Anglo-Russian miner Aricom Plc has sold the first 5,000 tonnes of iron ore from its Kuranakh deposit in the Russian Far East as it seeks to become a supplier of raw materials to China's booming steel industry.

Aricom, which last year joined the FTSE 250, is also considering partners for the $1.5 billion development of other iron ore deposits near the Chinese border, which are due to launch in 2010, Chief Executive Jay Hambro said on Thursday. What we've done is proven our ability to contract with another party, proven the rail logistics, Hambro told Reuters by telephone from the far eastern Russian province of Amur after watching the first iron ore leave the Kuranakh mine.

We will be going into full crushing and screening operations in the third quarter and we will have a product to sell on a regular basis, he said in an interview.

Global prices for iron ore, a crucial ingredient in steel, have quadrupled in the last five years as China -- producer of a third of the world's steel -- devours ever more raw materials.

Hambro said Aricom would be able to deliver concentrate from Kuranakh by rail to the Chinese border at a freight rate of $13.44 per tonne, or about a quarter of the cost from Australia.

The mine at Kuranakh will supply 2.4 million tonnes a year of ore to a mill that will produce 900,000 tonnes of titano-magnetite concentrate, containing an average 62 percent iron, and 290,000 tonnes of ilmenite.

Sales of ilmenite, the ore from which titanium sponge or dioxide is made, will begin early next year, Hambro said.


Aricom was spun off from Peter Hambro Mining
in 2003. Since switching to the London Stock Exchange's main board from the AIM market on Oct. 29, its stock has risen 20 percent.

Hambro, son of Peter Hambro and a former manager in HSBC's metals and mining corporate finance team, said the capital cost of constructing Kuranakh would be 10 percent to 15 percent over an original budget of $95 million.

High energy and materials costs are affecting miners worldwide, but Hambro said these expenses would be offset by the higher prices for the products it will sell.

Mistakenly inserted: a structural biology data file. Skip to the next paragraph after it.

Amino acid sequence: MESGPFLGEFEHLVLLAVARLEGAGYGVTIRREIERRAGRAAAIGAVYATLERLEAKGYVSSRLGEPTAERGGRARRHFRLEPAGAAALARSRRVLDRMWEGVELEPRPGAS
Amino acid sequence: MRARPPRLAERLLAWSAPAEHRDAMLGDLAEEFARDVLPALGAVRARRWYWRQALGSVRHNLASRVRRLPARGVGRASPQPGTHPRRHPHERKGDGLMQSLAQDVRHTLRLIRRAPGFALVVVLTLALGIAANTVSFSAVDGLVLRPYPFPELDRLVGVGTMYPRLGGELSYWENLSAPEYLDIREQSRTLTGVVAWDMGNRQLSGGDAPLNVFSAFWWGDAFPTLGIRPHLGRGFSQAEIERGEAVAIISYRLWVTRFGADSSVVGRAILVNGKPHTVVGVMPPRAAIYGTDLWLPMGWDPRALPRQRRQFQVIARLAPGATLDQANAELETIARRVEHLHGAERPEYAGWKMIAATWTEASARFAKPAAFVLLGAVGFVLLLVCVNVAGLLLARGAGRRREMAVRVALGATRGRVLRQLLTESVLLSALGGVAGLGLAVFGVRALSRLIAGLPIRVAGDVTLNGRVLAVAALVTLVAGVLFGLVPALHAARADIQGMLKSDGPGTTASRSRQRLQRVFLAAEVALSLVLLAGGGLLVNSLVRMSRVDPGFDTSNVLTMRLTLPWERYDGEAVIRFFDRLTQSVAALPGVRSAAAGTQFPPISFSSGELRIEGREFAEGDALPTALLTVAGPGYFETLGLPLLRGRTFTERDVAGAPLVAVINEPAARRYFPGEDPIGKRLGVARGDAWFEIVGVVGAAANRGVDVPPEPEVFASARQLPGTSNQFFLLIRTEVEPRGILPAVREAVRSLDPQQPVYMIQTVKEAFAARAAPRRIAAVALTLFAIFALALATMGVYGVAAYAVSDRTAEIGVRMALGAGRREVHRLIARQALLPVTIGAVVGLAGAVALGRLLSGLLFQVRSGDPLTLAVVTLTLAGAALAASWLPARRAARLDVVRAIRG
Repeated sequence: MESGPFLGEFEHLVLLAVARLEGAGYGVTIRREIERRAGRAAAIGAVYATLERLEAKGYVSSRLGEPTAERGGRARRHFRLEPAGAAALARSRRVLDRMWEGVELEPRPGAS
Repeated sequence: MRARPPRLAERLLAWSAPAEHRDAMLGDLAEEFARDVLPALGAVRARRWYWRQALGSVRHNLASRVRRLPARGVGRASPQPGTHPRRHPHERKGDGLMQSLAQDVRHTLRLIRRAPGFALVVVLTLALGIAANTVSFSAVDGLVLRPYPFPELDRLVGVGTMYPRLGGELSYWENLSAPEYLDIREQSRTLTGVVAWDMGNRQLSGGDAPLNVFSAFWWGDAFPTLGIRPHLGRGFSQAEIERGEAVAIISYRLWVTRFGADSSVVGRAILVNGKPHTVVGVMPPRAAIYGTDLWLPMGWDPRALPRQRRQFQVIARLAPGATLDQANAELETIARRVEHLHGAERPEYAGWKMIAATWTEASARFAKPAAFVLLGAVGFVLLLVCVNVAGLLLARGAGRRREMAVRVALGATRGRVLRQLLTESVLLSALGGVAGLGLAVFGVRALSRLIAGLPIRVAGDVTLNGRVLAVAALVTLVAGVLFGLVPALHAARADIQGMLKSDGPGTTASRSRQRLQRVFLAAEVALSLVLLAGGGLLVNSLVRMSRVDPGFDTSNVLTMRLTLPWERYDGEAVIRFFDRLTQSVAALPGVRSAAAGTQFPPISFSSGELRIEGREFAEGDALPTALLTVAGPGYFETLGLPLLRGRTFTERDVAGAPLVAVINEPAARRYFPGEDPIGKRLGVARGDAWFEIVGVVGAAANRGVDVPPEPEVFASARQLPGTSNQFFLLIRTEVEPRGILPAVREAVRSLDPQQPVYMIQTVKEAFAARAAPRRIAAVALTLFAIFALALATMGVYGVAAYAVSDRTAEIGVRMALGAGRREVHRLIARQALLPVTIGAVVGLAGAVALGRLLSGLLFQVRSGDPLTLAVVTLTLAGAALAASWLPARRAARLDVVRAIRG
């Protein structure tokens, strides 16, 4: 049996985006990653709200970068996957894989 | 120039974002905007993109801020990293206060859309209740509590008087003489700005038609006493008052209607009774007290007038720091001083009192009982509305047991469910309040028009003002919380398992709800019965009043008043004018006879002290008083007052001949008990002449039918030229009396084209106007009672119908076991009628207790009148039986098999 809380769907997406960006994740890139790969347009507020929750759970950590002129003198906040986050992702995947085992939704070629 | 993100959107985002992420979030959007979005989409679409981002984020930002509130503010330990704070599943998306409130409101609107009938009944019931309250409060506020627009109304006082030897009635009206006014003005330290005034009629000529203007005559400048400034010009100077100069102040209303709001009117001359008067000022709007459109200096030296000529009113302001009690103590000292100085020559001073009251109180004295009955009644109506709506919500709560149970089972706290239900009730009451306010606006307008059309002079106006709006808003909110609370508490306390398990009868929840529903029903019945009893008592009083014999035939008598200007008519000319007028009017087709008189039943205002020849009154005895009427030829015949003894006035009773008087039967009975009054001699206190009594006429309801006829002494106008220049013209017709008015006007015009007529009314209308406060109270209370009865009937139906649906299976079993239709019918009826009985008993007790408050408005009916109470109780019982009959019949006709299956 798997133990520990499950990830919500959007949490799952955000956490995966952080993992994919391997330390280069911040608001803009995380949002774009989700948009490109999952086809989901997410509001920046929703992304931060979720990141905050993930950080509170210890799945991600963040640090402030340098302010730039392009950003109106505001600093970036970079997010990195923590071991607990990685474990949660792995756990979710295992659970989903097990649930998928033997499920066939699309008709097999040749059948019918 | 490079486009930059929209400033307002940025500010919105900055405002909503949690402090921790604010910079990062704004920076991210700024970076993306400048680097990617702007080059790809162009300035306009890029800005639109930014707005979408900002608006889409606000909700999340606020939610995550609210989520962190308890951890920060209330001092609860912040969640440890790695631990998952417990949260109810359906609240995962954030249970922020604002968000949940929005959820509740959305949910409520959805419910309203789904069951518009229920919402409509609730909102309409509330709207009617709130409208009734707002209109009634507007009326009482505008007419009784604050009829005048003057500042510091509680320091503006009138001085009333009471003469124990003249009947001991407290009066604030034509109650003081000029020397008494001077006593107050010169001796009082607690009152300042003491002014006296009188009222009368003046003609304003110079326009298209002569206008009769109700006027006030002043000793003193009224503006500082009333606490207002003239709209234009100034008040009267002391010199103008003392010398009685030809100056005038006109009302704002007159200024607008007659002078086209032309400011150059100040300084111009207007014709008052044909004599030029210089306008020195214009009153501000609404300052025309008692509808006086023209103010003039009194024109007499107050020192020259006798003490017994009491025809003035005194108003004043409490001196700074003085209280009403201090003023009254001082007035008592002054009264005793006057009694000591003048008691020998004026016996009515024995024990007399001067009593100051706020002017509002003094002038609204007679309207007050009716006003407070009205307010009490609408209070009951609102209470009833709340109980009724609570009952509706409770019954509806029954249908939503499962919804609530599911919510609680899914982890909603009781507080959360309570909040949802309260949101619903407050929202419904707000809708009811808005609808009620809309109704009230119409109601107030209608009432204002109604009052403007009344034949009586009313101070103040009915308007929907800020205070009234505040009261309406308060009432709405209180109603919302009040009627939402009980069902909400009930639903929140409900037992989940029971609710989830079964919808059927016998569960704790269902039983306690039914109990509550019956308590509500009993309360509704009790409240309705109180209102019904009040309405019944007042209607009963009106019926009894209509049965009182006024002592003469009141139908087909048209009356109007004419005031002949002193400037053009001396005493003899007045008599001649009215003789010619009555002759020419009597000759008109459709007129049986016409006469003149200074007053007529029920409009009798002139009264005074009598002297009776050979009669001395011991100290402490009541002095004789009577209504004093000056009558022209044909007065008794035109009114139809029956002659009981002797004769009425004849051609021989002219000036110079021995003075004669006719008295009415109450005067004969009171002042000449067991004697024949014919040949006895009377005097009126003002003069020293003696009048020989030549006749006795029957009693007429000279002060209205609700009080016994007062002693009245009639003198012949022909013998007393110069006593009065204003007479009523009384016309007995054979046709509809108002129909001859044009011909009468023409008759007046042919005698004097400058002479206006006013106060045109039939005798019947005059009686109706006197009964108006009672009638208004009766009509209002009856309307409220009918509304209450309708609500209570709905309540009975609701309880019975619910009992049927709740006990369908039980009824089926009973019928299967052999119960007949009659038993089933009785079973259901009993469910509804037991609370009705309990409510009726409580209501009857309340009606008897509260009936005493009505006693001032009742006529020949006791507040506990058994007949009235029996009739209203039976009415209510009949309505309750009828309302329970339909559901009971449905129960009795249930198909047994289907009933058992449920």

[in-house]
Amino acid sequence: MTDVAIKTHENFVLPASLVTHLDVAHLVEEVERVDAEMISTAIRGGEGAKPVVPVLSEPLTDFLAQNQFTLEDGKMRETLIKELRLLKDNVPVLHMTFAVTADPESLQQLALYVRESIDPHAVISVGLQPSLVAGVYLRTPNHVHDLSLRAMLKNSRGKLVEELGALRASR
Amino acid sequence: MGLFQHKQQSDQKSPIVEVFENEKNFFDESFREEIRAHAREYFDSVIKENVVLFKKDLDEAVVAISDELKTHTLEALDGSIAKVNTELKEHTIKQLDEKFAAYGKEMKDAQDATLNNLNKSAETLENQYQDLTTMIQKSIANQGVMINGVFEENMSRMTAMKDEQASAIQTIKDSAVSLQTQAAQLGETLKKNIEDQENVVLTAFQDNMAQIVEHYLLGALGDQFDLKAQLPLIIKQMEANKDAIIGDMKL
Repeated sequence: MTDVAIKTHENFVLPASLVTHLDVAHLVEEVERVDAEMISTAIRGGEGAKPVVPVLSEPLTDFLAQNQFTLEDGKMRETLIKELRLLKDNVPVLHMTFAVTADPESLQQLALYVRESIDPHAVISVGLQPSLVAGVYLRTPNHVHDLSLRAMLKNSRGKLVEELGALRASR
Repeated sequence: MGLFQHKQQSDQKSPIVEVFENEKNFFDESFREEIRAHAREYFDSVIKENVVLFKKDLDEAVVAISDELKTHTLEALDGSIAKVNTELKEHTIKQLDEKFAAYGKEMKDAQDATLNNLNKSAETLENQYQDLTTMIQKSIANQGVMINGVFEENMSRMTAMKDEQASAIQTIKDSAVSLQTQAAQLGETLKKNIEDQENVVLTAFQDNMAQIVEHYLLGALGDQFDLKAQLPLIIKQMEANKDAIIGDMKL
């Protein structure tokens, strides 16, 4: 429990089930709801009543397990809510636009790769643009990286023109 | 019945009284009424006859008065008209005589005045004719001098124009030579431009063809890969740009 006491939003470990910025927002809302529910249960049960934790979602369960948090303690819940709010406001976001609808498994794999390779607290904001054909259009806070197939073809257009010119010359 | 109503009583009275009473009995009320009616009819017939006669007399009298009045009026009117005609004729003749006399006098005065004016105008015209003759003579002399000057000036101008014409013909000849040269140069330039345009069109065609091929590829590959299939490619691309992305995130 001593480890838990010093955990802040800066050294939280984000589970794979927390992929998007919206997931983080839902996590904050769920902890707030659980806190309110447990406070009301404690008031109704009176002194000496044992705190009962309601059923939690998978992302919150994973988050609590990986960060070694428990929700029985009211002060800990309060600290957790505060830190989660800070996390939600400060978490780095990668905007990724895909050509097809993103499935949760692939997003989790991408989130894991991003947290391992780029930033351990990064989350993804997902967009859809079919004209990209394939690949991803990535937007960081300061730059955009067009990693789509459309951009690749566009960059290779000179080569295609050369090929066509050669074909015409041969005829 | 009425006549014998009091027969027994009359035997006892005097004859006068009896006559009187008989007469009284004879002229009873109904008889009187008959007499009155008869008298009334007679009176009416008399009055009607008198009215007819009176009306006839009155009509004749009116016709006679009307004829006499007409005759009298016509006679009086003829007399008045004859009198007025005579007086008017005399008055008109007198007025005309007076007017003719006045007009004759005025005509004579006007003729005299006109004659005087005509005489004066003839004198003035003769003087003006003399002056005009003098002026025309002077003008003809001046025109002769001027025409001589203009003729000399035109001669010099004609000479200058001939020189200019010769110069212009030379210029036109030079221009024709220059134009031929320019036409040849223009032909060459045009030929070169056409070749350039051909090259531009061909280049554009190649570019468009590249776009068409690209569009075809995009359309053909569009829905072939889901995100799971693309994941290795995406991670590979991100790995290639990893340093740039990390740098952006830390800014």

We're effectively selling a very early form of steel: if it affects our capex, it will also our affect our P&L, he said. Energy costs are a threat, but we have seen the commodity price for iron ore increase in line with energy prices.

Aricom has an offtake agreement with China National Gold Group Corp (CNGGC) for production at Kuranakh, but Hambro said it retained the right to sell its ore elsewhere.

We can sell all of it to them if we need to. If we find a better price from somebody else, we can sell to somebody else.

This week's first shipment, however, is not going to China. Hambro said it had been bought by a local steel producer whom he declined to identify.

Aricom's other two main iron ore projects, Garinskoye and Kimkan & Sutara, will add significant production from 2010.

The company has appointed Morgan Stanley to advise it on raising over $1 billion, most likely in debt, to complement its $554 million equity and warrant raising for these projects.

He said the company, as part of its mandate from Morgan Stanley, was looking at options for a strategic partnership at an individual project level.

We're developing these assets and are very confident we can take them forward into production. If another party came and wanted to co-develop them, we would obviously look at it.

(Editing by Christopher Johnson)

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